Blog topic: Science

Bird Rock weather station

SDR Deposit of the Week: Get wind of this weather data

January 26, 2015
by Amy E. Hodge

Weather is often a hot topic for discussion (no pun intended!), even here in the usually moderate Bay Area where thoughts on the current drought are frequently proffered. But our discussions of the weather would be baseless if it weren't for weather data and our ability to track weather changes over time.

Hopkins Marine Station in Pacific Grove has been tracking the weather in their neck of the woods for years. Detailed data from this weather monitoring project is now available online via the Stanford Digital Repository in the Hopkins Marine Station collection.

Cambridge Structural Database - 2015 version is now available at Stanford

January 16, 2015

Cambridge Structural Database - Annual GrowthEstablished in 1965, the Cambridge Structural Database (CSD) is the world’s repository for small-molecule organic and metal-organic crystal structures. Containing the results of over half-a-million x-ray and neutron diffraction analyses this unique database of accurate 3D structures has become an essential resource to scientists around the world.  

The 2015 version of the Cambridge Structural Database System has been released, providing access to over 700,000 curated structures.

Overleaf/WriteLaTex: trial access for one year (Jan-Dec 2015)

January 14, 2015

Overleaf logoOverleaf is a new collaborative writing and publishing system developed by the team behind the popular WriteLaTeX editor. Overleaf is designed to make the process of writing, editing and producing scientific papers much quicker for both authors and publishers. Overleaf/WriteLaTeX can also be linked to your Mendeley account for quick import of your Mendeley reference library.

The Stanford University Libraries are sponsoring a one year free trial of Overleaf/WriteLaTeX for all students, faculty and staff who would like to use a collaborative, online LaTeX editor for their projects.

Happy Anniversary SDR!

December 13 is a momentous date in the history of the Stanford Digital Repository. It's the date in 2012 when the very first research data item was deposited in the SDR through our online deposit application. Which makes Dec. 13, 2014, the second anniversary of this historic occasion!

Who was our first depositor, how did he find us, and what did he deposit? 

At the 50th-anniverary celebration of the Aeronautics and Astronautics Department, Kevin Lohner, a graduate student in mechanical engineering, showed onlookers a “hybrid” rocket engine demonstration unit in action.

Improving Hybrid Rocket Fuels at Stanford

November 6, 2014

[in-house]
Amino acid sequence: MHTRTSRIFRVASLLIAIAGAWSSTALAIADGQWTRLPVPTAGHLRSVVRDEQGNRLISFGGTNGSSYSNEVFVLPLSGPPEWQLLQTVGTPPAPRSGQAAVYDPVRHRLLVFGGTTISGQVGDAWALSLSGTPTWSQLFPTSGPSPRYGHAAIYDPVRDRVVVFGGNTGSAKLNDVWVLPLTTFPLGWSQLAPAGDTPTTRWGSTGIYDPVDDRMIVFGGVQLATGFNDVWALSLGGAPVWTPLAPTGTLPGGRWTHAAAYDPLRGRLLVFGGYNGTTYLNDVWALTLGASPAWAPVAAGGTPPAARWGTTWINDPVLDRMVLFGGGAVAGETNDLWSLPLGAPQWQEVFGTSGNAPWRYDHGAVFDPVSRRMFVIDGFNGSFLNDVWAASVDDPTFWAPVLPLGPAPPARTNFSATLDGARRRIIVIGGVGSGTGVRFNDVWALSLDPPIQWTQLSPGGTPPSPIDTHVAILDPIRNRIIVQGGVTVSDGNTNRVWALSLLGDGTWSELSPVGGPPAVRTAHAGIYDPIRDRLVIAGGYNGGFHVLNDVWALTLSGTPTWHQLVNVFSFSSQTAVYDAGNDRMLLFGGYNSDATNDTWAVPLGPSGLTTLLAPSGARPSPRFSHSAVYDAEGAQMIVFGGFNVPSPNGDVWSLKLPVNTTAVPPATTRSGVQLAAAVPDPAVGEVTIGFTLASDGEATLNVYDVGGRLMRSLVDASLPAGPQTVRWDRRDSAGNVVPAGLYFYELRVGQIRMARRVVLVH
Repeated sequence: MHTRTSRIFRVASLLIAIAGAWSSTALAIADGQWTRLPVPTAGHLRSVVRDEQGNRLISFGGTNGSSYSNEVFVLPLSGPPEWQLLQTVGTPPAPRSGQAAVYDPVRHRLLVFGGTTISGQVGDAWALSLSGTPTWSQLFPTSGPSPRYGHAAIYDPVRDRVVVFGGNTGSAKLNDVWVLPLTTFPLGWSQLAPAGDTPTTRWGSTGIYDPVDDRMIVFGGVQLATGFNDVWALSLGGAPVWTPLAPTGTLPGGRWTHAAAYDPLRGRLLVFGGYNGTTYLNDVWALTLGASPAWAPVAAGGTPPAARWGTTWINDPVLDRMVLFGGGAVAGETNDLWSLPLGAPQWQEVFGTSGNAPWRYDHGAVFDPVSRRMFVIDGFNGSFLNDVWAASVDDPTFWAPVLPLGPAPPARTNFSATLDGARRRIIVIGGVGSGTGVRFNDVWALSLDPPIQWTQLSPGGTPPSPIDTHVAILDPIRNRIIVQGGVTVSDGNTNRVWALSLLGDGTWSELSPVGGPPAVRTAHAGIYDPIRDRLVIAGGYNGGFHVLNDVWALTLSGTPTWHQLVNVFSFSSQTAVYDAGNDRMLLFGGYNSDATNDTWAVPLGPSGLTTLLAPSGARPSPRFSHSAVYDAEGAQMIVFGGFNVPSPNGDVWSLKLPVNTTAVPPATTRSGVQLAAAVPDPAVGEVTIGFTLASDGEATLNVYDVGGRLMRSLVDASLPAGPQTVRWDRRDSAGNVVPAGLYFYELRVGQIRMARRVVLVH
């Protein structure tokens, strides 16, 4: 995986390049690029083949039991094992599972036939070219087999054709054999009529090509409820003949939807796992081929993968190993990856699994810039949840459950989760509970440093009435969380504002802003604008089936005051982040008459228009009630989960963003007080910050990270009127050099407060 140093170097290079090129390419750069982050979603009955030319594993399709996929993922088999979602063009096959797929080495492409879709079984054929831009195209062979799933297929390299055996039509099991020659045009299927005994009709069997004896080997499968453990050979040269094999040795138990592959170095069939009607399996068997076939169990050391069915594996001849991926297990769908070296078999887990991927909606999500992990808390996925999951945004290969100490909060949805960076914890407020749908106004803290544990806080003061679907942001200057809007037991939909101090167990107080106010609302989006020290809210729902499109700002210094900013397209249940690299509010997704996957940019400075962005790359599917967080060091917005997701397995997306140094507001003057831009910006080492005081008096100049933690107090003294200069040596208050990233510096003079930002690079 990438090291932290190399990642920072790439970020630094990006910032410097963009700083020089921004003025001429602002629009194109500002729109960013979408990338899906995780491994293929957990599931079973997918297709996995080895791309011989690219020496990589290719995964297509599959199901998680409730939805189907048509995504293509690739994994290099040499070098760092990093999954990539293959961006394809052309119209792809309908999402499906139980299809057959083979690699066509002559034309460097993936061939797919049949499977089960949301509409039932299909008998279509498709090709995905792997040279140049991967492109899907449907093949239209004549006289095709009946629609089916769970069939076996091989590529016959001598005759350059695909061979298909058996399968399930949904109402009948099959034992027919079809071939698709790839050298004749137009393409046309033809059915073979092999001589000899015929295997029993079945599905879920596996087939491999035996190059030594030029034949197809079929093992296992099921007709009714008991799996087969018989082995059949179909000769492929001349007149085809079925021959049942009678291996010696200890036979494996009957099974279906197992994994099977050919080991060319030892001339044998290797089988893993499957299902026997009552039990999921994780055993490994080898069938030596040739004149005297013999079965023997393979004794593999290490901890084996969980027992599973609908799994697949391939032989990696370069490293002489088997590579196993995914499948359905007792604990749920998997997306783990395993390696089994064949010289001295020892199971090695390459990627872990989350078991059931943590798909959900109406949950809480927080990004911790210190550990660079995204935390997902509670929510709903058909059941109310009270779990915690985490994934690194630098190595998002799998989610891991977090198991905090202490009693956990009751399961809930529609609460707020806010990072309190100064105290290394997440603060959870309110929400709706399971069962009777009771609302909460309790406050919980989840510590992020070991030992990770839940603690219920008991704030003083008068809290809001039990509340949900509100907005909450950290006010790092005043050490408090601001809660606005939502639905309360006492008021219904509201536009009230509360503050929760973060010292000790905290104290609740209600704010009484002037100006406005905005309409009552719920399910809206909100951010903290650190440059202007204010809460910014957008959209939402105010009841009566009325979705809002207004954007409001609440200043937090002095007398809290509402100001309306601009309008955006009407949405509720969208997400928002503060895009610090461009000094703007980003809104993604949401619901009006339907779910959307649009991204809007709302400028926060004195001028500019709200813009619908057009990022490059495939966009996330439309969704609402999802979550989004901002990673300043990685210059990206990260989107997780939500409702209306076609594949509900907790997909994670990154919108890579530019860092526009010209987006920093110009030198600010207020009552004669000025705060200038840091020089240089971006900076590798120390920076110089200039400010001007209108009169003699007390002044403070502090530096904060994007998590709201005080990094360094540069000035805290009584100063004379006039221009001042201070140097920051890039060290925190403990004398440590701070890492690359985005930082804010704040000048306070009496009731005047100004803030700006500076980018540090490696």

Prof. Brian Cantwell has a new IEEE Spectrum feature article reporting on the work of Stanford University researchers who are improving hybrid rockets.  These hybrids are designed to deliver a huge amount of thrust while avoiding the most dangerous drawback of liquid-fueled and solid-propellant rockets—uncontrolled combustion and explosion.

Read the full article in IEEE Spectrum.

Remotely-piloted Altair unmanned aerial vehicle

Space travel, reusable rockets and unmanned aircraft

October 13, 2014

Are you interested in working for or developing products in the aerospace industry?  Want to research the latest information on small satellites or reusable rockets? Want to know about Europe’s Clean Sky research program? Have you booked your trip to the moon? 

'The Dish (HDR)' by Flickr user whsieh78 under CC BY-NC-SA 2.0

Web Observatory briefing and workshop

October 9, 2014

A couple of weeks ago, Stanford University Libraries hosted Dame Wendy Hall, Jim Hendler, and other web scientists affiliated with the Web Science Trust for a briefing on the Web Observatory initiative and a follow-on workshop organized by Lisa Green from Common Crawl. The notion of a Web Observatory implies a center proferring scientific instruments, but for the analysis of web data rather than natural phenomena. Indeed, the group's vision is that Web Observatories provide access to web datasets, projects, and tools. Eventually, a network of Web Observatories might offer both an interoperable architecture and distributed infrastructures for sharing and analysis of web datasets. The initiative touches on several areas of interest and investment by Stanford University Libraries, including data curation, web archiving, and supporting social science research.

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